Choosing the RIGHT course

Choosing the RIGHT course

11 tips on how to choose a yoga teacher training course. By Wendy Haring

Since Covid-19 we have all found out, as yoga practitioners, how beneficial it has been during lockdown to be able to continue with our classes online. The pandemic has caused us to reflect on our lives and how we may want to change them in the future in terms of looking for a new career.

With that in mind, here are my top 11 tips on how to choose a yoga teacher training course:

1. Decide if you want to study to be a teacher in any specific yoga tradition or whether you would like an eclectic course.

2. Do you want to specialise e.g., teaching children only? Look for a course that includes all aspects of teaching children, especially the legalities and safeguarding.

3. Ensure that the course content is thorough, including asana, pranayama, meditation, yoga philosophy, anatomy, physiology, how to teach, marketing and a robust system of assessments.

4. Make sure you have taken some classes with the tutors of the course prior to enrolling so that you know whether they are what you would expect, admire, and respect.

5. Check the tutors are properly qualified with a 500-hour training, have been teaching for at least 5 years and are fully insured.

6. The length of the course and times of the meetings need to be suitable for you e.g., do you prefer meeting once a month, once a week, weekday, or weekend, or intensive residentials?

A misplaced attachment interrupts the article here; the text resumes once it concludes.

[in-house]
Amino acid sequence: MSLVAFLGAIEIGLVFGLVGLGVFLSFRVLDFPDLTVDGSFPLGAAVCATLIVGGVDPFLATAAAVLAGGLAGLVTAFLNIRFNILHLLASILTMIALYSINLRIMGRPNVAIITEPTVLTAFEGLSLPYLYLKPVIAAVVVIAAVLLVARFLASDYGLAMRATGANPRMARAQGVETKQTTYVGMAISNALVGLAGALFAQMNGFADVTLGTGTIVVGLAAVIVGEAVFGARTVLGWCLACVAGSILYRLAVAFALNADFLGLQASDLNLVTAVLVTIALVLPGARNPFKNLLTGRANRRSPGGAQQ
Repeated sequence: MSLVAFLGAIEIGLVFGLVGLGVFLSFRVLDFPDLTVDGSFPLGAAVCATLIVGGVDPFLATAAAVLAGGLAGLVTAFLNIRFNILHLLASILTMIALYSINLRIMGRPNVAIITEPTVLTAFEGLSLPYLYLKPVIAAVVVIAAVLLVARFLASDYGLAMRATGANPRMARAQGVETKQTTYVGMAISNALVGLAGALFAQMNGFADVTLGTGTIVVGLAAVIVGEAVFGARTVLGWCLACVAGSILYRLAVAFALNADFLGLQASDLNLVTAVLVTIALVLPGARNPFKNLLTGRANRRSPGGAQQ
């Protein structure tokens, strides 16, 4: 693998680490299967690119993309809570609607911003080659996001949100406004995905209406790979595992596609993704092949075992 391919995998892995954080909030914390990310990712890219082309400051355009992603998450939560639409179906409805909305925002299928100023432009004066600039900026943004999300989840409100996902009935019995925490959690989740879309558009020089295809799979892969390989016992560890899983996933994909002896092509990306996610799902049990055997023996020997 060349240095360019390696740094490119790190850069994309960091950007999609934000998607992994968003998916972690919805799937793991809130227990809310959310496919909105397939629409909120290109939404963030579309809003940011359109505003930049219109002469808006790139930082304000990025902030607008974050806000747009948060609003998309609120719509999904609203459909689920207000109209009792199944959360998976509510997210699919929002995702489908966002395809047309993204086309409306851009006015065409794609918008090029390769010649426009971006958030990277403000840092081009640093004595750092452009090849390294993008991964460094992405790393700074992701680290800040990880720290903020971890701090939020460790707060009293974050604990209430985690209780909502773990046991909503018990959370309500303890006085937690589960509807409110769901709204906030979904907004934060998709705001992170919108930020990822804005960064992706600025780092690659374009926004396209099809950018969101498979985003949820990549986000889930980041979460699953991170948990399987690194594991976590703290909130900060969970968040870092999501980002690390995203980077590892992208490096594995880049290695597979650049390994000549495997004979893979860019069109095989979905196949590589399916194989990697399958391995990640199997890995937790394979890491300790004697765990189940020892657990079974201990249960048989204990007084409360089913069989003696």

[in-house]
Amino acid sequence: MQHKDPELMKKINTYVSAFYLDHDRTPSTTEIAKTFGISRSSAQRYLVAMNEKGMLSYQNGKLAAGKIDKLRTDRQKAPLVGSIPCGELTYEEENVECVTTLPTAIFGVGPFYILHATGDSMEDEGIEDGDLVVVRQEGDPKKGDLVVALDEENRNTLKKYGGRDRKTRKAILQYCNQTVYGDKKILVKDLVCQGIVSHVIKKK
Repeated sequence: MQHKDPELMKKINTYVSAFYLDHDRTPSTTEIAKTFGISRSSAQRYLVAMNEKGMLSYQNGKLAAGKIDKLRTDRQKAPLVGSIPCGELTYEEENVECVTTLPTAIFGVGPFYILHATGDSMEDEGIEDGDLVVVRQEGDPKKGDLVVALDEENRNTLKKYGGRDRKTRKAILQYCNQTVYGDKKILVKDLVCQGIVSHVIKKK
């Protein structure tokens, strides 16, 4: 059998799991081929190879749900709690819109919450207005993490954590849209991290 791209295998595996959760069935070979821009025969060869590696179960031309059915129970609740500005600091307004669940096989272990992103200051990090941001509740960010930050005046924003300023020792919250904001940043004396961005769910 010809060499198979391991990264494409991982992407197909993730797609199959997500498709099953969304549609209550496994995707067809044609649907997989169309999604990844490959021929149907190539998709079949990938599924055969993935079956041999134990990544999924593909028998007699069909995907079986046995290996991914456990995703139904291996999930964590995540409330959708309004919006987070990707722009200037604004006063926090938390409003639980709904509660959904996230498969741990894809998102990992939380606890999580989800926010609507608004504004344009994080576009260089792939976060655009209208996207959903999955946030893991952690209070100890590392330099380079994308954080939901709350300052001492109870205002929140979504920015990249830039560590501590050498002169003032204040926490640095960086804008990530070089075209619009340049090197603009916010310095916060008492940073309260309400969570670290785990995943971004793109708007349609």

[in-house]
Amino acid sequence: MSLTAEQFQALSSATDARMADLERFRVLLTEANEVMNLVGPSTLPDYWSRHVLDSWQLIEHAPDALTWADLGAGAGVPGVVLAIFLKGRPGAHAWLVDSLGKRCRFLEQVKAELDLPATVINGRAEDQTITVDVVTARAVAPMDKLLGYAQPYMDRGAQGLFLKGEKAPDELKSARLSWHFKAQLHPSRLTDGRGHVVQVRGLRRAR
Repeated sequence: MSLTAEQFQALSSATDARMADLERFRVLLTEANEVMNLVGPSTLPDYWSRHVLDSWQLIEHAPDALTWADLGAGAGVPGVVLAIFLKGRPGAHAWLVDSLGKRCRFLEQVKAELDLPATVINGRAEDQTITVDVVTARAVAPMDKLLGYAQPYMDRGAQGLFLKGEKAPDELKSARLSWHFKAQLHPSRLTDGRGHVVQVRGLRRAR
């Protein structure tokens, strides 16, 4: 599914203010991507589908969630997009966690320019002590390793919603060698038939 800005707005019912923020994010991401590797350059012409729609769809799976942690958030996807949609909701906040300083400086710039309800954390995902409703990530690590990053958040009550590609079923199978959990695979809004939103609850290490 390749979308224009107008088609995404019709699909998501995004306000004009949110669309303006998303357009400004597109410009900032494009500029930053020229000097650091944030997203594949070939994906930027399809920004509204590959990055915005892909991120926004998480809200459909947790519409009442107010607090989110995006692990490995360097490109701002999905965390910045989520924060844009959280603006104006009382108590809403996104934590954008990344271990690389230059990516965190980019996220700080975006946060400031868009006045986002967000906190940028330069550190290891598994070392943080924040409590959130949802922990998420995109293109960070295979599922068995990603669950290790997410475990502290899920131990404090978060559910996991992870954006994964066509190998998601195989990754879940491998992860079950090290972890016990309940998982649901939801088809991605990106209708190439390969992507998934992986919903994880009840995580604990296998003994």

7. Ideally the course should be recognised so that you can teach in any setting (for example, gyms, health clubs, yoga centres, community centres).

8. Be wary of short, expensive courses. You need time to experience what you have learnt and put into your own practice before teaching it to others.

9. The course should enable you to be fully insured to teach.

10. Seek testimonials and recommendations from your friends who are yoga teachers.

11. The fees for the course should not be excessive, but do bear in mind that yoga centres in central London and other major cities can be very expensive to hire and that you may have several tutors who will need to be paid.

Having taught yoga for almost 40 years now, and training teachers for 30 years, I cannot tell you how much pleasure it has brought into my life. I still have that same good feeling of being uplifted after a class as I did when I first began teaching. What a gift we have in our hands as teachers to be able to help others as well as ourselves.

Yoga teaching helps us to remain steady and strong in troubled times, both mentally and physically. We are supported by the foundations of yoga philosophy. So, if you have been attending classes for a while and think that this is what you would like to do, I strongly encourage you to take heed of my tips and go for it! Wishing you happiness and joy along your yoga path.


Wendy Haring is the BWY Training Chair and an experienced teacher/teacher trainer. She holds online classes and will be teaching a BWYQ Progression Course in the autumn with her colleague Tarik Dervish. Visit:

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